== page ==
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(Washington, DC) – Senator Richard Blumenthal (D-CT) and Senator Bob Corker (R-TN) today introduced the Generating Antibiotic Incentives Now (GAIN) Act, bipartisan legislation to spur development of new antibiotics to combat the spread of antibiotic resistant bacteria. Senators Blumenthal and Corker were joined by Senators Bennet (D-CO), Hatch (R-UT), Casey (D-PA), and Alexander (R-TN).

While antibiotics are widely used by doctors to treat common infections, an increasing number of strains of bacterial infections are immune to existing antibiotics. The GAIN Act will provide incentives to increase the commercial value of innovative antibiotic drugs and streamline the regulatory process so that pioneering infectious disease products can reach patients. Antibiotic-resistant infections are on the rise, causing tens of thousands of deaths each year - disproportionately affecting children and the elderly - and leading to $26 billion in extra costs annually to the U.S. health care system.

Blumenthal said, “Superbugs or mutant germs resistant to present antibiotics are a growing public health horror – now targeted through this bipartisan proposal to speed creation and approval of new drugs against them. The threat of these new resistant bacterial infections, particularly threatening to children, seniors, and our returning troops, requires innovative antibiotics. Incentives for research and development and fast track FDA review are needed to stop these bacteria and infections from spreading.”

"Drug-resistant infections in Tennessee and across our country are posing an increasing threat to public health, and the federal government can play a constructive role in helping spur innovation of new drugs for treating these conditions. Without putting any federal dollars at stake, our bill provides meaningful market incentives to encourage development of new antibiotics that will help save lives and reduce health care costs,” Corker said. “By strengthening this segment of the market that currently has only a handful of new drugs in the pipeline, we can help ensure Americans at home and our troops abroad have access to treatments capable of combating these deadly infections.”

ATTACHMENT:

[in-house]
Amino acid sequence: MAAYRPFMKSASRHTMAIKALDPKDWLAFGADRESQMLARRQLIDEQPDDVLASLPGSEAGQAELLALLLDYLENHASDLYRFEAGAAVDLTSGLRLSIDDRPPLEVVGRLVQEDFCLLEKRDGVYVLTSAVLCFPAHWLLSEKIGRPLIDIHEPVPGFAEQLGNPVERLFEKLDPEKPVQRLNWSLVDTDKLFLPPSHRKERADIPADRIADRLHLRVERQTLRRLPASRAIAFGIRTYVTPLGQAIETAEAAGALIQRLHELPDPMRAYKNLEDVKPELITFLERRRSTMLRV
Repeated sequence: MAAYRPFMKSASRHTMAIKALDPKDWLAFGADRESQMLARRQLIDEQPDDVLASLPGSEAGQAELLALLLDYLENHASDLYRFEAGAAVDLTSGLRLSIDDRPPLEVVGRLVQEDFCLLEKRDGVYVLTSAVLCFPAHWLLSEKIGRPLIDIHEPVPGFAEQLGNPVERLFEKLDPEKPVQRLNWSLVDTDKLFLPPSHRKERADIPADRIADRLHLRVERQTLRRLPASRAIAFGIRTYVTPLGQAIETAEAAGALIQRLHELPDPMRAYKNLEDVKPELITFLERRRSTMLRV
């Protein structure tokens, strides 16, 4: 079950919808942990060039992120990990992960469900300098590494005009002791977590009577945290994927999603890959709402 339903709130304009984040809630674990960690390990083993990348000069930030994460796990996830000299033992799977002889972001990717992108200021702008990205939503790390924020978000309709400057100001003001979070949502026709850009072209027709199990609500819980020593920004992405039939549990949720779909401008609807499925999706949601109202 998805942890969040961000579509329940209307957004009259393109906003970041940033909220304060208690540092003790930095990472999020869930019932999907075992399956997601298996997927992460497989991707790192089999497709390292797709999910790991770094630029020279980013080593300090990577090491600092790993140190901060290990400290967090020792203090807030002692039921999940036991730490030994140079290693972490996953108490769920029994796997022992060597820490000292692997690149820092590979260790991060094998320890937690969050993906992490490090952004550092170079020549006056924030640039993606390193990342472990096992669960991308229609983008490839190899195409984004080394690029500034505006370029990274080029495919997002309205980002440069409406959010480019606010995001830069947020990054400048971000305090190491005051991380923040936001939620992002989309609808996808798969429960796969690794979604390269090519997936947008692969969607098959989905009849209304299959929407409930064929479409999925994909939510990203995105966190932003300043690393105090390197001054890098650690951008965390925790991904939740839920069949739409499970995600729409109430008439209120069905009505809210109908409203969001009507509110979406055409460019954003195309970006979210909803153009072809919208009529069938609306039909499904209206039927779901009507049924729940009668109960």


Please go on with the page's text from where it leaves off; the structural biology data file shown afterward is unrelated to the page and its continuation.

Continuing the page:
“We commend Sen. Blumenthal and Sen. Corker for their bipartisan leadership and are committed to working with them and their colleagues in the Senate and the House to pass the GAIN Act,” said Sharon Ladin, director of the Pew Health Group’s Antibiotics and Innovation Project. “The bill creates incentives to spur antibiotic innovation and brings us one step closer to delivering new, life-saving medicines to the growing number of Americans who urgently need them.”

Antibiotic resistant “superbugs” have been on the rise for the last decade, with the rate of antibiotic resistant Staph infections approaching 50%. Currently, antibiotic-resistant MRSA infections are responsible for over 17,000 deaths in the U.S. each year.

The issue increasingly affects troops returning from Iraq and Afghanistan, as many of them have been exposed to a new, highly-resistant and contagious strain of Acinetobacter bacteria - 89% of infections caused by mutant strains of Acinetobacter are resistant to at least three classes of antibiotics and 15% are resistant to all forms of treatment.

The GAIN Act has been endorsed by 39 groups, including the National Military Vets Alliance, American Medical Association, St. Jude Children’s Research Hospital, and Children’s National Medical Center. The GAIN Act was introduced into the U.S. House of Representatives in June, led by Representatives Phil Gingrey (R-GA) and Diana DeGette (D-CO).

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